Kelli Connell (born 1974) is an American contemporary photographer. Connell is known for creating portraits, which may appear as self-portraits.[3] Her work is held in the collections of the Columbus Museum of Art, the Los Angeles County Museum of Art, the Museum of Fine Arts Houston, the Museum of Contemporary Photography and the Dallas Museum of Art.[4][better source needed]

Early life and education

Kelli Connell was born in 1974 in Oklahoma City, Oklahoma.[5]> Connell took her first photography class as a junior in high school, and was influenced early on by the work of Roni Horn, Francesca Woodman, and Larry Sultan.[6] She received her BFA in Photography and Visual Arts Studies at the University of North Texas.[5] In 2003, Connell received her Masters in Fine Arts in Photography and a minor in Art history from Texas Woman’s University.[5]

Artistic career

Connell became a photographer to explore how photography can raise questions. In 2011, Decode Books released her first monograph, Double Life, in which she presented 36 color photographs of two young women occupied in their day to day activities of pleasure and reflection. Double Life seeks to question ideas of identity, gender roles, and expectations made by society on the individual. The series, which depicts a woman in a romantic relationship with herself, shows the "couple" having intimate and private moments in their lives. Connell uses her art to define the multiple sides of the self in the overall human experience. The portraits are also a case of identity. Connell worked with the same model over a series of years to produce the work.[3]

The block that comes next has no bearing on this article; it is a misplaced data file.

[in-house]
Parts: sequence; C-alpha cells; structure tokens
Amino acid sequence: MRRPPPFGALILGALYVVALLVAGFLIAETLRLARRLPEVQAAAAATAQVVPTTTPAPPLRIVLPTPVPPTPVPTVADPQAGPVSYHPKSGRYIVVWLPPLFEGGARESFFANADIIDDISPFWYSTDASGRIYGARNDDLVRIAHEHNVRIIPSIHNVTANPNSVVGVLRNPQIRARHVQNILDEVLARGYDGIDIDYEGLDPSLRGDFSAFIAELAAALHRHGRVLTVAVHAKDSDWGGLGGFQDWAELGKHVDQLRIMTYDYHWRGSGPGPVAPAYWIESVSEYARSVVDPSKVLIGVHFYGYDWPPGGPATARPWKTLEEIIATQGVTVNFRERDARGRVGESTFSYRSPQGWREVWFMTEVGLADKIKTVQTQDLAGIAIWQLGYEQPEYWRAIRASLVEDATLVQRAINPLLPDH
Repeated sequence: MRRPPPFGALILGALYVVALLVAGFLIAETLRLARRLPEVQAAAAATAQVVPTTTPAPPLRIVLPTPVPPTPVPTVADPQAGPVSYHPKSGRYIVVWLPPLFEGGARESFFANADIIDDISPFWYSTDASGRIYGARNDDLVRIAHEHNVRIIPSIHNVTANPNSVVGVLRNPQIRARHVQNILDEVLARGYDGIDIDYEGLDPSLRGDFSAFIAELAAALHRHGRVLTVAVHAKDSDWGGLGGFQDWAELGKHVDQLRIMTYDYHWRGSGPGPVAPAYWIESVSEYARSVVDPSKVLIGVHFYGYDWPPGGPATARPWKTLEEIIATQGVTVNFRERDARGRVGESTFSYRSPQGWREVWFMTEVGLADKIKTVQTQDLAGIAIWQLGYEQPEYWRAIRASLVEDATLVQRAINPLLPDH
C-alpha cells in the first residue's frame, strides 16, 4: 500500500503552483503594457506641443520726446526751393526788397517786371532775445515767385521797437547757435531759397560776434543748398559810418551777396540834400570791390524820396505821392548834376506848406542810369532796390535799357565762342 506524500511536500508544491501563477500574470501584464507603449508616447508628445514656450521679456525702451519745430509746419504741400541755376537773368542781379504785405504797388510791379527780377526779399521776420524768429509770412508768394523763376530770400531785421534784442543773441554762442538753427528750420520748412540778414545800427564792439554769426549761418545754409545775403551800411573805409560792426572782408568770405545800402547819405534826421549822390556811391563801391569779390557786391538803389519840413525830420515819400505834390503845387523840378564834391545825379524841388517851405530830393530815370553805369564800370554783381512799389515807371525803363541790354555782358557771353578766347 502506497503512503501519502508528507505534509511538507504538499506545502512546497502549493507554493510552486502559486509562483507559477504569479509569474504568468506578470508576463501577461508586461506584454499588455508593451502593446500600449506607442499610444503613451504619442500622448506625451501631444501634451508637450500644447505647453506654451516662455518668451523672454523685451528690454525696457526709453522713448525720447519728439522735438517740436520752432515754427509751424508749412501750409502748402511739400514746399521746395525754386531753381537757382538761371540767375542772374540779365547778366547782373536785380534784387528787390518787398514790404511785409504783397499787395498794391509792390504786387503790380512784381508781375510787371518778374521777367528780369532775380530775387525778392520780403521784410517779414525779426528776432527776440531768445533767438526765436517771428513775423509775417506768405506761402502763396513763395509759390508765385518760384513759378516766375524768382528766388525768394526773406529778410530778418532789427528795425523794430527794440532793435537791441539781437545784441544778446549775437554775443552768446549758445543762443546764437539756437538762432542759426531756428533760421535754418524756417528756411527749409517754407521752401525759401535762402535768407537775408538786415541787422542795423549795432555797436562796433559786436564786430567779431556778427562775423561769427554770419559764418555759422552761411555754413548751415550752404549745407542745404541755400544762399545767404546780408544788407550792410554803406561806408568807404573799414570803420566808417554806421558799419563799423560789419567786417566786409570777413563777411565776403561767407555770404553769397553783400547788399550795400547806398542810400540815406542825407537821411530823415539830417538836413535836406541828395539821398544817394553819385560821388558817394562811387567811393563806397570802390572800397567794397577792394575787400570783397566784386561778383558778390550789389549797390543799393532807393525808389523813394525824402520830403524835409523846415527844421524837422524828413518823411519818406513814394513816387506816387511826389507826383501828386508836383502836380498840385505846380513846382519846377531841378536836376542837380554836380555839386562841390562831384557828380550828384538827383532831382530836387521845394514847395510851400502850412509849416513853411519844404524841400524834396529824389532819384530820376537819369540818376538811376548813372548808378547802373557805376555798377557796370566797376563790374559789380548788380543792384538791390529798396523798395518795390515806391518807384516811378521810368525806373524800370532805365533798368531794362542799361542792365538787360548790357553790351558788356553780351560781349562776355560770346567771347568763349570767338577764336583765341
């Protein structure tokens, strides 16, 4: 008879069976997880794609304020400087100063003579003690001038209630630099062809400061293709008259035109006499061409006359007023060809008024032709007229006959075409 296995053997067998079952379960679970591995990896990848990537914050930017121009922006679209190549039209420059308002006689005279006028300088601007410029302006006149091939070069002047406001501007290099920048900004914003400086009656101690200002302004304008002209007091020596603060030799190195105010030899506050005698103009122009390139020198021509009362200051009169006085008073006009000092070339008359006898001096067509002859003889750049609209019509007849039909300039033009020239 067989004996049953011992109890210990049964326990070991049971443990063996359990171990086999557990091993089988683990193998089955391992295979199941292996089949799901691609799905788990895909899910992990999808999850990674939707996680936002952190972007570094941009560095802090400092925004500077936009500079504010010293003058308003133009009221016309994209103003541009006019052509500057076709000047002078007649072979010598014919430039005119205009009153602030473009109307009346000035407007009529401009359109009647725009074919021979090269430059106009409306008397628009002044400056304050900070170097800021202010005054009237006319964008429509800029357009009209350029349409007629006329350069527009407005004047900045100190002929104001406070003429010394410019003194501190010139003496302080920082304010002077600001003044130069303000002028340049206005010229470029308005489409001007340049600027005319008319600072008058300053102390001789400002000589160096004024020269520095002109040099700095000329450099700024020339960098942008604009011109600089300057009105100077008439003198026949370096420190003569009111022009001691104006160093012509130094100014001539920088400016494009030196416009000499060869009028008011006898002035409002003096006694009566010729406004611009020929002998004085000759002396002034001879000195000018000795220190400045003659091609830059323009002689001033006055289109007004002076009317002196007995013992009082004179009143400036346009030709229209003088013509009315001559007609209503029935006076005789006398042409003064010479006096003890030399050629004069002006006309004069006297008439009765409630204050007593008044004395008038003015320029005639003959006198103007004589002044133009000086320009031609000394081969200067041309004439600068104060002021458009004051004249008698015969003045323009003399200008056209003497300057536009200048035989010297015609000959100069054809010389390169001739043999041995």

She is currently a professor at Columbia College Chicago.[7]




Personal life

Connell is married to sculptor Betsy Odom.[16]


  1. ^ Kelli Connell (2007). "Bio & Resume". Kelli Connell. Retrieved January 22, 2012.
  2. ^ Leo Costello. "Kelli Connell: Double Life". Art Lies. Archived from the original on February 26, 2013. Retrieved January 22, 2012.
  3. ^ a b Martha Schwendener (2007). "Art in Review; Kelli Connell". Arts. New York Times. Retrieved January 22, 2012.
  4. ^ Christopher Harrity (2012). "Artist Spotlight: Kelli Connell". Photography. The Advocate. Archived from the original on January 24, 2012. Retrieved January 22, 2012.
  5. ^ a b c "Kelli Connell | Museum of Contemporary Photography".
  6. ^ "Kelli Connell and the Intimate Other". In the In-Between. March 8, 2013.
  7. ^ "Kelli Connell – Faculty – Academics – Columbia College Chicago". Retrieved March 26, 2020.
  8. ^ "Giggle , 2002".
  9. ^ "Giggle - DMA Collection Online".
  10. ^ "Convertible Kiss | LACMA Collections".
  11. ^ "Carnival". Metropolitan Museum of Art. Retrieved January 9, 2020.
  12. ^ "Museum of Contemporary Photography".
  13. ^ "Kelli Connell Head to Head".
  14. ^ "Kelli Connell". LENSCRATCH. February 18, 2012.
  15. ^ "Kelli Connell: Photographs". Retrieved September 8, 2020.
  16. ^ Maloney, Meghan (March 8, 2013). "Kelli Connell and the Intimate Other". In the In-Between. Retrieved January 9, 2020.

External links